Bank-card pioneer D. Dale Browning is taking on a new challenge - revitalizing Procard Inc., the Colorado-based marketer of procurement-card programs.

Mr. Browning, who won a distinguished service award from the American Bankers Association last Saturday for his role in founding the Plus automated teller network, became Procard's president and chief executive officer Sept. 6.

He succeeded Stanley W. Anderson, Procard's founder, who stepped down in early July under pressure from an increasingly hostile board of directors.

Mr. Browning, 58, a former chief executive officer of Colorado National Bank and most recently a senior adviser to Visa International, said his move to Procard was unplanned and swift.

"The way this all started was that some (Procard) investors who are friends of mine asked me to come in, look around, and evaluate the company's potential about 45 days ago," he said.

"Actually, they asked me to take over right from the start, but I said that's not what I wanted to do," Mr. Browning added. He did the consulting as a favor, he said. "I had no intention of taking over. To be honest, I was just going to relax for a year or two."

"But the more involved I got, I saw that Procard was a product with great merit," said Mr. Browning, who retired as head of Plus System Inc. in 1993.

"It just needs to be marketed in different ways," he added. "Procard looked like a fun situation and one in which I could make a contribution. I'd like to become an investor, not just run it, and help it get to the next plateau."

David Robertson, president of The Nilson Report, an Oxnard, Calif.-based industry newsletter, said Mr. Browning's big-picture approach, in contrast to Mr. Anderson's style, might prove the right medicine for Procard.

"The board did not see where the payoff was going to come," said Mr. Robertson. Mr. Anderson, he said, "was trying to sell products with a very strong level of detail."

Mr. Browning said he had an agenda for renewing Procard's services and growth. His first goal is to reduce by more than half the data-transmission times between Procard and the companies it is connected to.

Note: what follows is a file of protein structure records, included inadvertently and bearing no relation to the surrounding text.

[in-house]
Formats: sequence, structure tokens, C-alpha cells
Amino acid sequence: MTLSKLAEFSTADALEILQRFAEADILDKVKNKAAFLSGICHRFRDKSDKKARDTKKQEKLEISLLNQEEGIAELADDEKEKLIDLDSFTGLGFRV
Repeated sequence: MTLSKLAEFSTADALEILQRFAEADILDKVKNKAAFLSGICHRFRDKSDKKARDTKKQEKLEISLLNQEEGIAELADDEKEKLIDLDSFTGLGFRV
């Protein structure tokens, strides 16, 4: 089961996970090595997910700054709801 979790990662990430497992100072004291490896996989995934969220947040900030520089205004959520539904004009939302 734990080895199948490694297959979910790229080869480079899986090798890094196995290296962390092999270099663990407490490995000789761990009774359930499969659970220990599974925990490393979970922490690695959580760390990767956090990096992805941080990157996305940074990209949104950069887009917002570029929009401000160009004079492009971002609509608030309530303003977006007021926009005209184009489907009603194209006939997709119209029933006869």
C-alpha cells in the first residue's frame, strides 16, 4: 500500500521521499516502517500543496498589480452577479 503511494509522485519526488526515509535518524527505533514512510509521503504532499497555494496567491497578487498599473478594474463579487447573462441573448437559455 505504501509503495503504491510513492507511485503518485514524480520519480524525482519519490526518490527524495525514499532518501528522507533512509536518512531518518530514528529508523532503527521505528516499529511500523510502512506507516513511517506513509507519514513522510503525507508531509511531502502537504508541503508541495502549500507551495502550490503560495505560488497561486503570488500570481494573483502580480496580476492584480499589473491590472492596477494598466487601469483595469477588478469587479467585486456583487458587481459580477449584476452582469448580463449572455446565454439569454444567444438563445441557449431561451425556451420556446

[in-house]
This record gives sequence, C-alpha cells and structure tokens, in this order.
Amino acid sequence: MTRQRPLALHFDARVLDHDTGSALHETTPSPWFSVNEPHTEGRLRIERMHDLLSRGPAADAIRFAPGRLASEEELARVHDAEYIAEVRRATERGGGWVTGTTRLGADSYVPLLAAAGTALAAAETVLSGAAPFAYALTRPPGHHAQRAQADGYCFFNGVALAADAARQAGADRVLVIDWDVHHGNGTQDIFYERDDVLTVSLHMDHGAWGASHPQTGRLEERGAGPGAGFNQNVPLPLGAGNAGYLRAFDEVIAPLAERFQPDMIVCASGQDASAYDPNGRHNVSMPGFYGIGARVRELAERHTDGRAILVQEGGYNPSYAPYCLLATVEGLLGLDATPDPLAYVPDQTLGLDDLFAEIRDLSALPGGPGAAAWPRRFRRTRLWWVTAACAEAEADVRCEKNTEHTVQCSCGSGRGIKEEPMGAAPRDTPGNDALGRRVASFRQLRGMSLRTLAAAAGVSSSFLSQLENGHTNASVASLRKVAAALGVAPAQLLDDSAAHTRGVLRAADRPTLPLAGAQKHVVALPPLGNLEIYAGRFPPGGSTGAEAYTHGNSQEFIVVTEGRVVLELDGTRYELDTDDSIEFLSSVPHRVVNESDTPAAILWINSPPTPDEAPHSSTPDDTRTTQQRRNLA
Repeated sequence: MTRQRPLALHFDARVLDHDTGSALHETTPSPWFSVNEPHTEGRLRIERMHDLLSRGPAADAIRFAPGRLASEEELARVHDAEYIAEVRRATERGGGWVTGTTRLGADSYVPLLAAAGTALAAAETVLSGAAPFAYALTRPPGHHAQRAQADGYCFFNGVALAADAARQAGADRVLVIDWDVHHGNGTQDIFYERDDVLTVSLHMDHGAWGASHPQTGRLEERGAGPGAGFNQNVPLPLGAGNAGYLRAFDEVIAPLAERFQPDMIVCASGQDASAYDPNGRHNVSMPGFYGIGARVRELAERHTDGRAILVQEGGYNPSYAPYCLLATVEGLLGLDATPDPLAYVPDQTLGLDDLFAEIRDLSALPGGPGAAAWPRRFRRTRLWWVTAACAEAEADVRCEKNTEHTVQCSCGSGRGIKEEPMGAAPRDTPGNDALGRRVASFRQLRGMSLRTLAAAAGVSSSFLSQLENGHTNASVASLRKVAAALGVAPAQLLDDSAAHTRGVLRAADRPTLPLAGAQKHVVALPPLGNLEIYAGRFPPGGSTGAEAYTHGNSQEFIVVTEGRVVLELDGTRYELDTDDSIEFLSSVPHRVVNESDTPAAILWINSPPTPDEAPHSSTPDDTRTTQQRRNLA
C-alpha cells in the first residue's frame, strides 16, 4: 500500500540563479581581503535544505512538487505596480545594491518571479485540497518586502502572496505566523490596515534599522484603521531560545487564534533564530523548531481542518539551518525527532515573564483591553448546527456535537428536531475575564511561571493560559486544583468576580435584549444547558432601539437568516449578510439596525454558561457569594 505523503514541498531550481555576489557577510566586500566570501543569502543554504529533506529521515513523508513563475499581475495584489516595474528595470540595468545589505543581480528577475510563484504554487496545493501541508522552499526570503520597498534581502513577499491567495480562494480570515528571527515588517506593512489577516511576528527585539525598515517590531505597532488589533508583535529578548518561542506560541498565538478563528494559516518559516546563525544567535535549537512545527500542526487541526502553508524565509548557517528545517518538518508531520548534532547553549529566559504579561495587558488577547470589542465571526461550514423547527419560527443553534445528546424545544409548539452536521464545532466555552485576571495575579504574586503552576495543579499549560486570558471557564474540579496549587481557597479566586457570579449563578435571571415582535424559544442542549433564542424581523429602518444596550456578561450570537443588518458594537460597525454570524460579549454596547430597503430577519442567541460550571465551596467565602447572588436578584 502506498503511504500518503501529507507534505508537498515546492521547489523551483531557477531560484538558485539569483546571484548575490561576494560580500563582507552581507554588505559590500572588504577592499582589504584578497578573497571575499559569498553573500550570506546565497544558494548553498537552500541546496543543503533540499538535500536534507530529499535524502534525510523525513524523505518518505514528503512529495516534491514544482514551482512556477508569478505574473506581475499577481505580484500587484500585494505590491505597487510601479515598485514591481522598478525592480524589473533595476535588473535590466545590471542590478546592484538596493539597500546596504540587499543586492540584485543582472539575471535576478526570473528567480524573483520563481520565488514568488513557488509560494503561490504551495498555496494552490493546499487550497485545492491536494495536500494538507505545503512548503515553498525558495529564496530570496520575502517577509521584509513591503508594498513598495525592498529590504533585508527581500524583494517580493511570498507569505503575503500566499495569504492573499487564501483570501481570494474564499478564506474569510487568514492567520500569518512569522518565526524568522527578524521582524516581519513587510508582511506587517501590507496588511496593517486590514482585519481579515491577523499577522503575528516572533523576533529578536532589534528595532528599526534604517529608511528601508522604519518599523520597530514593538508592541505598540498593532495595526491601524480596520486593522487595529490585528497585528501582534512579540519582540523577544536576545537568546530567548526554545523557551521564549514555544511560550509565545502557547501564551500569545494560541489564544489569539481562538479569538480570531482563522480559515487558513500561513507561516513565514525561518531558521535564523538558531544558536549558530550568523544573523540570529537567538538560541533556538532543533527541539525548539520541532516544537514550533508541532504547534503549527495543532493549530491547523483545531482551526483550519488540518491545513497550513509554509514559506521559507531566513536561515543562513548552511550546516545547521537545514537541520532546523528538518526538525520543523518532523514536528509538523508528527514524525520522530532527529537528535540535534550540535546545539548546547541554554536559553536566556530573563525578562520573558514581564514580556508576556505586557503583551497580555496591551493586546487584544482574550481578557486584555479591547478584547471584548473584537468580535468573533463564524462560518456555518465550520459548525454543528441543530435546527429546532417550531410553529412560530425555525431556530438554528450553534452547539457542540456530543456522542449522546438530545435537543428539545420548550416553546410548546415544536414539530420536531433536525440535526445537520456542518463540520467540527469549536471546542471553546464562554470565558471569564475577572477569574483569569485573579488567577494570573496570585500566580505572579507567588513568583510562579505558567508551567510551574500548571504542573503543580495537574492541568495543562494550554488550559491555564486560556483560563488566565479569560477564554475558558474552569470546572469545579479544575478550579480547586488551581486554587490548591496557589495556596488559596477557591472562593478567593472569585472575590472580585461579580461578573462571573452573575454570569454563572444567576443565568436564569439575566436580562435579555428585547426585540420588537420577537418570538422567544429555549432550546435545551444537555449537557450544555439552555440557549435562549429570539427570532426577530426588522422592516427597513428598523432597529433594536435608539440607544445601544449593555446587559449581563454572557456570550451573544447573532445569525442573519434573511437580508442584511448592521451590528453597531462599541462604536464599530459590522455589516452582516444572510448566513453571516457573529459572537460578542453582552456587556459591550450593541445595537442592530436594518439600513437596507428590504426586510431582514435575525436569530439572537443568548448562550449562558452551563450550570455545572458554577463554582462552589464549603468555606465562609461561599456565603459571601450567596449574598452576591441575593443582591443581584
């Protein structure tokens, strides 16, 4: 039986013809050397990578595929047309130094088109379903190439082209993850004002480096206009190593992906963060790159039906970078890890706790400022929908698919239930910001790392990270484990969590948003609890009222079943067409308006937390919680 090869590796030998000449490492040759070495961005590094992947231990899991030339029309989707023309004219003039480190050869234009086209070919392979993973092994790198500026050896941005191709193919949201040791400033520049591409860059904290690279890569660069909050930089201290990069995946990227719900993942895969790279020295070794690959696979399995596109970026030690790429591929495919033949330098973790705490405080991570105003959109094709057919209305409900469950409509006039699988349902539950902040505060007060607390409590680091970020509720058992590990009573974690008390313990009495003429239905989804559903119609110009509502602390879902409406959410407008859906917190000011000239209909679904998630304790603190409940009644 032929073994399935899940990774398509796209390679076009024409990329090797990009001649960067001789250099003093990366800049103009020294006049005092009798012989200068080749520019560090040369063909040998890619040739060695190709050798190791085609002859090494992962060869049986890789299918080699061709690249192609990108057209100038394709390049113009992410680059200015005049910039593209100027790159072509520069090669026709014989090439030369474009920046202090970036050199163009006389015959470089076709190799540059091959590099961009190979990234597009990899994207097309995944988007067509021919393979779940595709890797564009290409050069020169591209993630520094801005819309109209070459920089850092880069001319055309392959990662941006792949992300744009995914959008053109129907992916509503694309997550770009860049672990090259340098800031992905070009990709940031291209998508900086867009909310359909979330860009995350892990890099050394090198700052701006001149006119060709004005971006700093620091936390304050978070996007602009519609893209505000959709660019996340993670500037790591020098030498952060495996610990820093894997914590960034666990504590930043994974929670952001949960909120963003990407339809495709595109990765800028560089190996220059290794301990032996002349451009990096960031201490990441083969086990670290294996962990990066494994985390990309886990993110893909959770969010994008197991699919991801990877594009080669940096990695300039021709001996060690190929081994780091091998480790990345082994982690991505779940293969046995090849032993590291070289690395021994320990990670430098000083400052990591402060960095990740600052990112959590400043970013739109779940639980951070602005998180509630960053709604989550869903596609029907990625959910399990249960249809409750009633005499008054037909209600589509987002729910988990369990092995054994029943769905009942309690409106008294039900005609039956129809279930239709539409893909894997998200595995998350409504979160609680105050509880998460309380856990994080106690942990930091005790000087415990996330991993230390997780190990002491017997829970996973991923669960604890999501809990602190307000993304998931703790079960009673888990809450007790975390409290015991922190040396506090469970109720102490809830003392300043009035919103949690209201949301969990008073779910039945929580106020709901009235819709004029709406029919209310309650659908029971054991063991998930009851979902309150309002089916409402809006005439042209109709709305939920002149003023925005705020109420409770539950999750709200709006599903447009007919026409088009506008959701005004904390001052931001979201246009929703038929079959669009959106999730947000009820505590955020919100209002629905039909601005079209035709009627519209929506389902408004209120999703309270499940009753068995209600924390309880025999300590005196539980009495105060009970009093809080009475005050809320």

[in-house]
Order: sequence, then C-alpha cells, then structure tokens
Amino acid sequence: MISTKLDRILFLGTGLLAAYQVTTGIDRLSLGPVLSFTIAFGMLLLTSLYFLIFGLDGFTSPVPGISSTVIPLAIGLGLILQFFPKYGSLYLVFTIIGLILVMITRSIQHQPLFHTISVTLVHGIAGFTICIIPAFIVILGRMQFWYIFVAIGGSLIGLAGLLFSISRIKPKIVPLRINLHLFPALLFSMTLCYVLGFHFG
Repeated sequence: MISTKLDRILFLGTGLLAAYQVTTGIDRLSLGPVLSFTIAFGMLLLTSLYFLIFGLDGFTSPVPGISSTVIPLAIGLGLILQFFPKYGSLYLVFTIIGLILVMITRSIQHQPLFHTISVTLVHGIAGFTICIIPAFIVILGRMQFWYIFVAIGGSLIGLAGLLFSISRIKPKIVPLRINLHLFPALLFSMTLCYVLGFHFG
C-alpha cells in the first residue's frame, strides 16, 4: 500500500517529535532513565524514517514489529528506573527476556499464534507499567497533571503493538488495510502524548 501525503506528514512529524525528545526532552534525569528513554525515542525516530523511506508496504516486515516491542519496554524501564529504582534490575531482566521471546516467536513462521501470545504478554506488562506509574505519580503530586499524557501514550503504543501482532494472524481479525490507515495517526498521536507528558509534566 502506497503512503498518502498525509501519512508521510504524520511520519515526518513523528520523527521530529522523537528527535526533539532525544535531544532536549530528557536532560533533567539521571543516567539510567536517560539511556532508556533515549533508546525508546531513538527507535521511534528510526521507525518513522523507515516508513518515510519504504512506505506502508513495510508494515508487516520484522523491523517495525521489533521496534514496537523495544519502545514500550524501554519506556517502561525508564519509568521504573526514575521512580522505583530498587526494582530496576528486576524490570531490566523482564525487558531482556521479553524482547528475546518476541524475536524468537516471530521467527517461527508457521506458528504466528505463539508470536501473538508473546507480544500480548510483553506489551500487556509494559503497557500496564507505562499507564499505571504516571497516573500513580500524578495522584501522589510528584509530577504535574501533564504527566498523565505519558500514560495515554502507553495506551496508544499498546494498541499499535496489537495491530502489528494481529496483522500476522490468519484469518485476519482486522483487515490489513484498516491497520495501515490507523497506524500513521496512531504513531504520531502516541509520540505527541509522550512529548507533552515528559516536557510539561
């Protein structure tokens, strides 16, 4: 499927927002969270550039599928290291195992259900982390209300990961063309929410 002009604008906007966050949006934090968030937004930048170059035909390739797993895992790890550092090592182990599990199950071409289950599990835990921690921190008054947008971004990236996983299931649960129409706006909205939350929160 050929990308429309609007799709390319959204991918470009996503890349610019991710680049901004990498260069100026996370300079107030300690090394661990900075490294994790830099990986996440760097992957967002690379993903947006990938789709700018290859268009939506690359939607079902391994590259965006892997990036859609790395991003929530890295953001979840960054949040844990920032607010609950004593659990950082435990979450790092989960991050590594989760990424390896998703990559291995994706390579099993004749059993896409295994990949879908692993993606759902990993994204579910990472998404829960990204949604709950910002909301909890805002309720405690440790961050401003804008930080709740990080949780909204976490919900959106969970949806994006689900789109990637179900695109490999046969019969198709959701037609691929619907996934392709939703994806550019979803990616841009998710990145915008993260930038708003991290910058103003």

He also wants to improve the transaction detail delivered to users' personal computers, and the way the information is presented on the screens.

Mr. Browning is unsure whether Procard's data-processing conversion to Electronic Data Systems Corp. will go forward. The computer services giant, a General Motors Corp. subsidiary, had announced a five-year deal with Procard in July.

"We're in the process of reviewing it," said Mr. Browning, who noted that the conversion had been scheduled to take place this month. The company continues to use Total System Services Inc.

Mr. Anderson has not completely severed his ties to Procard. He has purchased a Procard subsidiary, Procard Inc. Ltd., formed 15 months ago to provide procurement- card services in Europe.

He will also do some international business consulting.

"Consulting is a less demanding position," he said. "My European staff is responsible for the day-to-day operations. I serve as chairman."

Mr. Anderson attributed his departure from Procard to "the lack of financial support from the current investors and a desire to step back from that" and the associated "strain of the environment."

"I would say that overall it was a very positive experience," said Mr. Anderson. "I created something in the marketplace that was not there before. I have great respect for Dale, and hope he succeeds in the future."

Mr. Robertson indicated that Mr. Anderson stood a good chance of further success overseas. "Europe might be more hospitable to his level of detail than the United States," said Mr. Robertson.

"His Procard approach was more sophisticated than most companies need," Mr. Robertson added. "They were selling a level of expertise that is not needed by most U.S. companies" but that more security-conscious European countries prefer.

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